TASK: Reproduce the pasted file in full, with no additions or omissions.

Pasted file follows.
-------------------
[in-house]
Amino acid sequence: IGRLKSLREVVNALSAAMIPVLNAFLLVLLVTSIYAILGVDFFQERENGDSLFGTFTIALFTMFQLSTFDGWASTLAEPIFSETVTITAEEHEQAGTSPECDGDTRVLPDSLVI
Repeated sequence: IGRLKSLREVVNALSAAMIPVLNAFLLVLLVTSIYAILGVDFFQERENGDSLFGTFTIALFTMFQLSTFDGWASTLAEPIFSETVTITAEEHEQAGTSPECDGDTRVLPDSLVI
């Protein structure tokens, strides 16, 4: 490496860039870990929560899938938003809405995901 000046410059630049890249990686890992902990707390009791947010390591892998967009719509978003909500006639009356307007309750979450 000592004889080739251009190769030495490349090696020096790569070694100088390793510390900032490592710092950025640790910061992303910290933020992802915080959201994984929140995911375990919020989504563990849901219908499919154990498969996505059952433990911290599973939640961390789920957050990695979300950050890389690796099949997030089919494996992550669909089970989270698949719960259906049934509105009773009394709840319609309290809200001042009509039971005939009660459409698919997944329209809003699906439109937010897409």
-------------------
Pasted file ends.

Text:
[in-house]
Amino acid sequence: IGRLKSLREVVNALSAAMIPVLNAFLLVLLVTSIYAILGVDFFQERENGDSLFGTFTIALFTMFQLSTFDGWASTLAEPIFSETVTITAEEHEQAGTSPECDGDTRVLPDSLVI
Repeated sequence: IGRLKSLREVVNALSAAMIPVLNAFLLVLLVTSIYAILGVDFFQERENGDSLFGTFTIALFTMFQLSTFDGWASTLAEPIFSETVTITAEEHEQAGTSPECDGDTRVLPDSLVI
């Protein structure tokens, strides 16, 4: 490496860039870990929560899938938003809405995901 000046410059630049890249990686890992902990707390009791947010390591892998967009719509978003909500006639009356307007309750979450 000592004889080739251009190769030495490349090696020096790569070694100088390793510390900032490592710092950025640790910061992303910290933020992802915080959201994984929140995911375990919020989504563990849901219908499919154990498969996505059952433990911290599973939640961390789920957050990695979300950050890389690796099949997030089919494996992550669909089970989270698949719960259906049934509105009773009394709840319609309290809200001042009509039971005939009660459409698919997944329209809003699906439109937010897409």